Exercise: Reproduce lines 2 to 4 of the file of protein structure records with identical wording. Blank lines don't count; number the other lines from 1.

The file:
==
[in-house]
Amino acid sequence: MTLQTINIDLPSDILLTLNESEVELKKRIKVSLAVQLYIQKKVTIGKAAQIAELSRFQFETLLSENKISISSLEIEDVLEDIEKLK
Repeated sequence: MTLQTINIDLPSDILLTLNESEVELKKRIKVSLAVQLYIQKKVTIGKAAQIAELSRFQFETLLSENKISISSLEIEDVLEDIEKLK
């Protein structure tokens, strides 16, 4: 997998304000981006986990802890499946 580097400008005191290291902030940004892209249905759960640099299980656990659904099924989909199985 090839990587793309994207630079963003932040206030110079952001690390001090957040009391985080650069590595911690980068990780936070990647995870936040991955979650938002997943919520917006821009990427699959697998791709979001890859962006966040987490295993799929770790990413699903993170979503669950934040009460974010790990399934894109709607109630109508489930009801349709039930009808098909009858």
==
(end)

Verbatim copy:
Amino acid sequence: MTLQTINIDLPSDILLTLNESEVELKKRIKVSLAVQLYIQKKVTIGKAAQIAELSRFQFETLLSENKISISSLEIEDVLEDIEKLK
Repeated sequence: MTLQTINIDLPSDILLTLNESEVELKKRIKVSLAVQLYIQKKVTIGKAAQIAELSRFQFETLLSENKISISSLEIEDVLEDIEKLK
């Protein structure tokens, strides 16, 4: 997998304000981006986990802890499946 580097400008005191290291902030940004892209249905759960640099299980656990659904099924989909199985 090839990587793309994207630079963003932040206030110079952001690390001090957040009391985080650069590595911690980068990780936070990647995870936040991955979650938002997943919520917006821009990427699959697998791709979001890859962006966040987490295993799929770790990413699903993170979503669950934040009460974010790990399934894109709607109630109508489930009801349709039930009808098909009858």